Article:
SALEM, OR (KPTV) – Gov. Kate Brown announced Tuesday Oregon will expand its COVID-19 vaccination plan to include people 65 and older.
The governor’s office said vaccinations of Oregon seniors as well as child care providers, early learning, K-12 educators and staff would begin Jan. 23. That's the date when additional shipments are expected to arrive from the federal government.
“While this is an unexpected change in course from the federal government, receiving more vaccines is welcome news for states — and Oregon is ready to devote all resources necessary to ramp up distribution with our healthcare partners,” Brown said.
Governor Brown's office estimates there are more than 700,000 Oregonians over 65 years old and more than 100,000 educators, staff, early learning and childcare workers who need to be vaccinated.
Fifth grade Peninsula Elementary School teacher, Ned Harkness, said he's cautiously optimistic.
"I knew that it was really important to prioritize people who have existing conditions, people who are elderly. There are a lot of people who really need this vaccine and I’m glad I’m gonna get it but I’m still worried about those other folks," Harkness said. "I also know there are a lot of things that have gotten in the way of this rolling out smoothly. So, I’m excited, but I’m also, I want to see it in action."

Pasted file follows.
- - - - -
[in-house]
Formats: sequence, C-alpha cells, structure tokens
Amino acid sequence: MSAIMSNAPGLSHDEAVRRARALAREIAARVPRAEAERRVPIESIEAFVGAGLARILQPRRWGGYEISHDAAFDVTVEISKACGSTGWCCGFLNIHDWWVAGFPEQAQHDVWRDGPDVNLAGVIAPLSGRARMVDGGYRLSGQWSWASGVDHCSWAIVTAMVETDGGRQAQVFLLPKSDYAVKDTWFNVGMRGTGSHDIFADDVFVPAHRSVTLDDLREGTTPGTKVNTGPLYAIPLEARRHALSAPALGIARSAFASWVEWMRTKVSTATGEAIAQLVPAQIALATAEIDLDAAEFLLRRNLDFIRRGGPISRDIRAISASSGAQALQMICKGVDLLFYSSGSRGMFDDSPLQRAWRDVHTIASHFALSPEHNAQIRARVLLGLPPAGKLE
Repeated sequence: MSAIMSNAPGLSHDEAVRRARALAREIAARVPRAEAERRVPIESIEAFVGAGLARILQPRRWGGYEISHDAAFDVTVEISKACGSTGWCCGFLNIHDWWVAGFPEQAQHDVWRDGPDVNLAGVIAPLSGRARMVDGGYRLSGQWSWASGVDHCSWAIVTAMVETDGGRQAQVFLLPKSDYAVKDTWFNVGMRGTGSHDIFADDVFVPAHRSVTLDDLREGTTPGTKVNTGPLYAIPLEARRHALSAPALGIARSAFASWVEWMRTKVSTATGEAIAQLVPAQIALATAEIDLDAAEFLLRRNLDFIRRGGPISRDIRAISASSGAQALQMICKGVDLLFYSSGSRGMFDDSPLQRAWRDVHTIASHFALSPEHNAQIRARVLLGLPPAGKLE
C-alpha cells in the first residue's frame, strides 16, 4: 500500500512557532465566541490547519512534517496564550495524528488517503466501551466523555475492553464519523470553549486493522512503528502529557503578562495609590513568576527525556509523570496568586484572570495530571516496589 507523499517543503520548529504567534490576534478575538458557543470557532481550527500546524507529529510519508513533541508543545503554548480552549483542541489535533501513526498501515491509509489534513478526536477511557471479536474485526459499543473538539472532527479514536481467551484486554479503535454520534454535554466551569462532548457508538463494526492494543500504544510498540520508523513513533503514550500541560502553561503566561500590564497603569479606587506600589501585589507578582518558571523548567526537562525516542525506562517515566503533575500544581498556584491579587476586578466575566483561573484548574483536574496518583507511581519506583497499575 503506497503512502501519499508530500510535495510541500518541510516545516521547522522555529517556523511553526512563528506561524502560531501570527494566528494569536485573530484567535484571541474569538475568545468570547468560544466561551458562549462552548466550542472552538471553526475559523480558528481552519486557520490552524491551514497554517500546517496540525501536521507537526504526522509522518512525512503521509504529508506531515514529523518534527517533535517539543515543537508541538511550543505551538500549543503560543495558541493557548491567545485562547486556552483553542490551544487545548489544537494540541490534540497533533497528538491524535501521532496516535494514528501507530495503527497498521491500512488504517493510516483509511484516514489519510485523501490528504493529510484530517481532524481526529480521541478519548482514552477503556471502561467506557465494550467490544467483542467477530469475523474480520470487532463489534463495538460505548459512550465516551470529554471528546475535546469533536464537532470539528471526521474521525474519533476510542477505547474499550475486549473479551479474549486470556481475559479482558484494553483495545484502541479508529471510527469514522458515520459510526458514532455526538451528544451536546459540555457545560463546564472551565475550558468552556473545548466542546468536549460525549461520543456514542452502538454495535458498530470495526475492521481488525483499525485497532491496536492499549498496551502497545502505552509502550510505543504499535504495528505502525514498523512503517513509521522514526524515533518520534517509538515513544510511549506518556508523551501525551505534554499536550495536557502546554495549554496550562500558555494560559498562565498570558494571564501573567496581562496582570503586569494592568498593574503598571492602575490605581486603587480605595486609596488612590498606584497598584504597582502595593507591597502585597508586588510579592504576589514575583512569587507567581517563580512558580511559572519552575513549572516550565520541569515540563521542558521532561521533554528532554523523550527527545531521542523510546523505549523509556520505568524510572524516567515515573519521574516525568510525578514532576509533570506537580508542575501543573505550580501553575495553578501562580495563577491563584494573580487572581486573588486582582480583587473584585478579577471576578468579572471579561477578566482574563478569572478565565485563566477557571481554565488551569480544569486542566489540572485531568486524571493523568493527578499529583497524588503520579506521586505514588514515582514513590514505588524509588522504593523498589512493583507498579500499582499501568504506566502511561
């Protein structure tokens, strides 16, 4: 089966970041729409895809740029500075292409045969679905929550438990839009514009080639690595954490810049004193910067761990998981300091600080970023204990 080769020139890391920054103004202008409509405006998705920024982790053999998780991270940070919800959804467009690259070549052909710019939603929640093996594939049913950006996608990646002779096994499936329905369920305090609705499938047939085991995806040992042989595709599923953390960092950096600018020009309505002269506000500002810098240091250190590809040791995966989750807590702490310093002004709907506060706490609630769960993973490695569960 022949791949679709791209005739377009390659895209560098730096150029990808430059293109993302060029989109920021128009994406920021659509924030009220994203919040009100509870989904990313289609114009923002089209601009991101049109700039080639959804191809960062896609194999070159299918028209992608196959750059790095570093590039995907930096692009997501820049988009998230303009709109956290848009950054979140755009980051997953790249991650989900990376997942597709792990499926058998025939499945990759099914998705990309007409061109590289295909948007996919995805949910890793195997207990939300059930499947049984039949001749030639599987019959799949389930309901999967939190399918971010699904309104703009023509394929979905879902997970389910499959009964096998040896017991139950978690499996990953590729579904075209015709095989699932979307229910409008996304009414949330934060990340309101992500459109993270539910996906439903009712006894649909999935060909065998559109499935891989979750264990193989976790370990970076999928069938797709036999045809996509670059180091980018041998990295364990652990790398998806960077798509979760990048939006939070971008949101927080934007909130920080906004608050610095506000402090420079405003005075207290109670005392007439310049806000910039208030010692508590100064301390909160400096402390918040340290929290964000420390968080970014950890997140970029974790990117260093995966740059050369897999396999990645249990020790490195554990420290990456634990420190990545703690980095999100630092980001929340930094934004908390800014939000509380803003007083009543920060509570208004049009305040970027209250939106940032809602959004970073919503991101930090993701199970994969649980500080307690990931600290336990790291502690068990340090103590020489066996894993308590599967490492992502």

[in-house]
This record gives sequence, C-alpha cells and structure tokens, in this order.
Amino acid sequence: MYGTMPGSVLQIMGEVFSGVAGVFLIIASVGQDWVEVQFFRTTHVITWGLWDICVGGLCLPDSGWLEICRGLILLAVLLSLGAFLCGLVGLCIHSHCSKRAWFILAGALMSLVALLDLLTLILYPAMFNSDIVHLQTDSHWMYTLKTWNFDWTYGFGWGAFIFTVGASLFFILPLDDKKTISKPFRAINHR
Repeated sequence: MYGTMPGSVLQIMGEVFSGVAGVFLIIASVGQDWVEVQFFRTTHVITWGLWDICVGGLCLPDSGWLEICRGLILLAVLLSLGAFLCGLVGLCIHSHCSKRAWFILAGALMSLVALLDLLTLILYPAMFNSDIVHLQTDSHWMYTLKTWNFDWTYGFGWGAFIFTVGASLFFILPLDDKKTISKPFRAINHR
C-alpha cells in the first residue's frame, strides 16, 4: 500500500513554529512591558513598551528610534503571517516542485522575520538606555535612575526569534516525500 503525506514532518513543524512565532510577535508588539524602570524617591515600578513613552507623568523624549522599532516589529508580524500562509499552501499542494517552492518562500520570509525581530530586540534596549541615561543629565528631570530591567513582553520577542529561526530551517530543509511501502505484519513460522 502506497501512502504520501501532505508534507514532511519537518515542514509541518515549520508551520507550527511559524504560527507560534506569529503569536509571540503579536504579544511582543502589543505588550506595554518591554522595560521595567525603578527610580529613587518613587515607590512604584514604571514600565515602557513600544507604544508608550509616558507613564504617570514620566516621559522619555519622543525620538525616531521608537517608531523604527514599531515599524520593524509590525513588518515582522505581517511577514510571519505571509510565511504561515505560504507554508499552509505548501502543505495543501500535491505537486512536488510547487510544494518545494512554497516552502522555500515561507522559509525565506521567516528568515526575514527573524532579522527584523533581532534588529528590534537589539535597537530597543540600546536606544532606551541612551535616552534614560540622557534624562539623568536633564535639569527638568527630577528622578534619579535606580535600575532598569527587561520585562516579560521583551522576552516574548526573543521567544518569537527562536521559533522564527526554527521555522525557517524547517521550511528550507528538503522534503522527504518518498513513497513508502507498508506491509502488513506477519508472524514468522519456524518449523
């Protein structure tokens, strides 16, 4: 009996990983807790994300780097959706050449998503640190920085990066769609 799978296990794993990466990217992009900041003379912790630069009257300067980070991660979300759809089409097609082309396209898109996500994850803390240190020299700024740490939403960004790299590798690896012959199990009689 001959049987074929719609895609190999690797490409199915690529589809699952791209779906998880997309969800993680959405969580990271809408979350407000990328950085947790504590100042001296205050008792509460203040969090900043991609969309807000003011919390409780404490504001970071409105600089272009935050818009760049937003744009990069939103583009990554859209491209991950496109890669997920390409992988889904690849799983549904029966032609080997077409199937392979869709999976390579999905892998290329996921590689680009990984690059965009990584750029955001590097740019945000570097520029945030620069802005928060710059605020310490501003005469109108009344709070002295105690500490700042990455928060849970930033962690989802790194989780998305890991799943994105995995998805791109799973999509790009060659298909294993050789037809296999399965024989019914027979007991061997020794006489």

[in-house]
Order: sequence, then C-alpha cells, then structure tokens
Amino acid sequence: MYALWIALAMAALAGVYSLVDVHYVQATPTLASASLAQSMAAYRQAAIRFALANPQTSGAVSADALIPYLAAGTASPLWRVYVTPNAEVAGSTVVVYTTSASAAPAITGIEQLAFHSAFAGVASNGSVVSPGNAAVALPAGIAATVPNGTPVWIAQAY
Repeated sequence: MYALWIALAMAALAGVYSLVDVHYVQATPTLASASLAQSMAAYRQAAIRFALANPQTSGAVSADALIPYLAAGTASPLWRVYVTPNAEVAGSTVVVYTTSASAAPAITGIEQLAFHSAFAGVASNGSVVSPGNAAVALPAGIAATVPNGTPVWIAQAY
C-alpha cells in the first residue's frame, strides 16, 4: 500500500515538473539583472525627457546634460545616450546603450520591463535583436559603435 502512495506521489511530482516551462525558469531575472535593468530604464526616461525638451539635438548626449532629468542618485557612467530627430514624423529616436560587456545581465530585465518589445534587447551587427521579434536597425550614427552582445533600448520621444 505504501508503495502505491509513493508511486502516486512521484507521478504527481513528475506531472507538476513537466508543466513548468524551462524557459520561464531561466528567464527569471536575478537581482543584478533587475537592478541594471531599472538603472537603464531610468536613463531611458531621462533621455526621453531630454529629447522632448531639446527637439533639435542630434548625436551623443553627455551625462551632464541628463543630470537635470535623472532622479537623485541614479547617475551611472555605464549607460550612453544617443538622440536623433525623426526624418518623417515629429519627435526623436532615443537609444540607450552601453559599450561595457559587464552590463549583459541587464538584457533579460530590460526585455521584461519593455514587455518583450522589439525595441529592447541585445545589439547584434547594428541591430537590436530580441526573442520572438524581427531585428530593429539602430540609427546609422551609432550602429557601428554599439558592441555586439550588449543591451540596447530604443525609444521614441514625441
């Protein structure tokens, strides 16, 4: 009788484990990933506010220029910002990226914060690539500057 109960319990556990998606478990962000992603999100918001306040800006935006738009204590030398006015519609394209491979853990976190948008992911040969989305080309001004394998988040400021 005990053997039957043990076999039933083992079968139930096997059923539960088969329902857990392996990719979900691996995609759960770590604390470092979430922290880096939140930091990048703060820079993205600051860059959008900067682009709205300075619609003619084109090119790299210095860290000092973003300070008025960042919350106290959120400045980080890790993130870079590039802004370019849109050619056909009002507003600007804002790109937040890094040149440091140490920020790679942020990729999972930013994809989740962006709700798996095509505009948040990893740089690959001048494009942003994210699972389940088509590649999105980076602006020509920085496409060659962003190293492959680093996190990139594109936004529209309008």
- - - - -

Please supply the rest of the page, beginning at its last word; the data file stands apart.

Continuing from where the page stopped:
Vicki Leaderbrand is 66, almost 67, said she can breathe a sigh of relief tonight after learning she's now able to get a Covid-19 vaccine - especially considering she has several risk factors.
“Actually quite excited and relieved," Leaderbrand.
Brown said she will release detailed plans on Friday for “rapid deployment of vaccines to health care providers and mass vaccination sites across Oregon.”
The governor asked for patience from those who became newly eligible to be patient.
“Please, do not call your doctor’s office or health care provider with questions about when you can be vaccinated. Today’s news arrived with no advance notice from the federal government. Oregon health care providers are working as fast as humanly possible to shift their vaccine distribution plans to meet this sudden change in national guidance.”
Brown also said she is determined to ensure that communities that have been disproportionately impacted by COVID-19, such as Oregon’s Black, Indigenous, tribal, Latino, Latina, and Latinx, Pacific Islander, and communities of color, have access to the vaccine.
Also on Tuesday, Brown updated the risk levels for Oregon counties. Four counties were moved up to extreme risk, with 26 total under extreme risk beginning Jan. 15.